Now, if only I could remember what that password was!
Many people get into the online world without ever thinking about it, about why they are doing it, and what they want to get out of it. Because of my nature, my own personality, I am not satisfied with that. If I am going to do something, I generally have to have a good reason to do so. I am all about goals, objectives, reasons, purposes. I have a melancholic personality type according to a personality profile that I did at university. I tend to focus on minutiae, and my current job is a reflection of this, being that I have to constantly analyse facts and figures, event logs, and then to identify anomalies. As I write this, my wife is reminding me of the invitations that I made for our wedding guests, and is agreeing with me wholeheartedly that I tend to focus on minutiae.
This first blog entry is an introduction and explanation of who I am and what I am doing here. As you may already know, if you have stumbled upon my MySpace page, my real name is not Jed Kantos. This is a name I have created for myself, based upon a character from Edgar Rice Burrough's fictional works about Barsoom. I chose the name Jed Kantos because it is unique (Kantos Kan was actually a Padwar in the Barsoom series, not a Jed, I just made that part up), and also, because the concatenated version "jedkantos" was completely devoid of any references on Google. I have since claimed the name on most popular Internet sites and webmail servers, with every new reference to "jedkantos" referring to my own online presence.
While this gives me almost total control of how people view me on the internet, it also allows me some privacy, protecting my real identity. I chose to do this for a number of reasons. Online scams, phishing, and other nefarious deeds are rife on the Internet, and my alter ego helps me to avoid succumbing to them. The fact that I control what can be easily found out about Jed Kantos through a quick Google search gives me a sense of personal security, and helps me to avoid negative issues from my own real life that may be lurking somewhere on the Internet. And also, as Dr. Suler says, it allows "an attempt to understand and explore oneself, to work through problems and find new ways of being." I can be more open and honest about my thoughts and feelings about myself when hiding behind the mask that is Jed Kantos.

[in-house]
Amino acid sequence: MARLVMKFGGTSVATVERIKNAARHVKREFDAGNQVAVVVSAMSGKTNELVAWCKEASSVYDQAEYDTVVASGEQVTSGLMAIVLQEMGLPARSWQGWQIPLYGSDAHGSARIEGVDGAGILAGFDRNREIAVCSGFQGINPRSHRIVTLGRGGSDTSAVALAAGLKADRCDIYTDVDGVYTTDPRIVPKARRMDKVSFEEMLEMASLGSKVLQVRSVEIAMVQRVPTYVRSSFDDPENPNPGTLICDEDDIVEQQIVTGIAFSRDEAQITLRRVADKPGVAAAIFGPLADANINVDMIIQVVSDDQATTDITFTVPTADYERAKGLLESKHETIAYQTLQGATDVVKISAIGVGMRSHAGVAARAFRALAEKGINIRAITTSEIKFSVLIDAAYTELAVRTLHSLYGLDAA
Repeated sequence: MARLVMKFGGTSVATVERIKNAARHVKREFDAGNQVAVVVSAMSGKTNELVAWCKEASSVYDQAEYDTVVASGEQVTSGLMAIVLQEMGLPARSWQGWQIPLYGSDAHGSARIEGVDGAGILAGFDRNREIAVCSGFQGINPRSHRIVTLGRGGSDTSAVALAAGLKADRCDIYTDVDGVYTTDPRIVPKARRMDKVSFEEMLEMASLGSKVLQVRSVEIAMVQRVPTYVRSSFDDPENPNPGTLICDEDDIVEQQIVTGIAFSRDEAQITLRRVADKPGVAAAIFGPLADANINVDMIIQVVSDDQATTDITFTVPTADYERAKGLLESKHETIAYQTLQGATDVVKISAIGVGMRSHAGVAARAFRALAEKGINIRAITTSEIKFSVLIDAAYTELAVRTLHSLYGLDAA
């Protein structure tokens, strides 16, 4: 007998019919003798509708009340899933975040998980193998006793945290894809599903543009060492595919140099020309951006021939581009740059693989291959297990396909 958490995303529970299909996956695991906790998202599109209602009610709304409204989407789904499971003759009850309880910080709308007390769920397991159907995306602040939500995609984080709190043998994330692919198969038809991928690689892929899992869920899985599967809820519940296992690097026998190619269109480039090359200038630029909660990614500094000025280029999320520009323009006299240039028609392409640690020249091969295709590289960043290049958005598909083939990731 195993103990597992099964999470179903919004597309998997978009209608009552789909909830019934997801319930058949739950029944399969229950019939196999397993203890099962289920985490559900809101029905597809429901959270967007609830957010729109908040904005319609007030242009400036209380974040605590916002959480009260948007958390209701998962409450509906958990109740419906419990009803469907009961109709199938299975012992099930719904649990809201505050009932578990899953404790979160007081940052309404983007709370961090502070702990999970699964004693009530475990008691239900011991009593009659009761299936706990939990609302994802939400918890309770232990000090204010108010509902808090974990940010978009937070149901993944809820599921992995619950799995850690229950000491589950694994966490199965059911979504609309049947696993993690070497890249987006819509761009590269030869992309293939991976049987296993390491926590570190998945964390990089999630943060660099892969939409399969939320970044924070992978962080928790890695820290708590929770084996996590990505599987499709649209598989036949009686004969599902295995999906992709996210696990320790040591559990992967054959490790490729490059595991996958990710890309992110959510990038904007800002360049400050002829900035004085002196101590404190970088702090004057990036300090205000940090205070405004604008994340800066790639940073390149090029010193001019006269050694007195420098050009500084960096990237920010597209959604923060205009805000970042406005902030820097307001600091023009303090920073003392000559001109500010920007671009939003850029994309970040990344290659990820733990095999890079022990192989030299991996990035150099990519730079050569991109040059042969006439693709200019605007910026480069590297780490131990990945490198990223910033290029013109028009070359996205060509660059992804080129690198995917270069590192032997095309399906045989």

On the other side of the coin, it does mean that I am harder to find on the Internet by my real-world, face-to-face contacts. My friends, family, work colleagues, etc wouldn't know me as Jed Kantos, so they wouldn't know how to search for me. This also means that potential employers and employment consultants won't find me easily either. Anonymity and obfuscation are a two-edged sword. On one hand I can maintain my privacy while still being out in public. On the other, I can't really be seen for who I am when I would like to be. Fortunately for me, as I write this today, I am quite comfortable in my present job, so the negative result of my anonymity is far outweighed by the positives.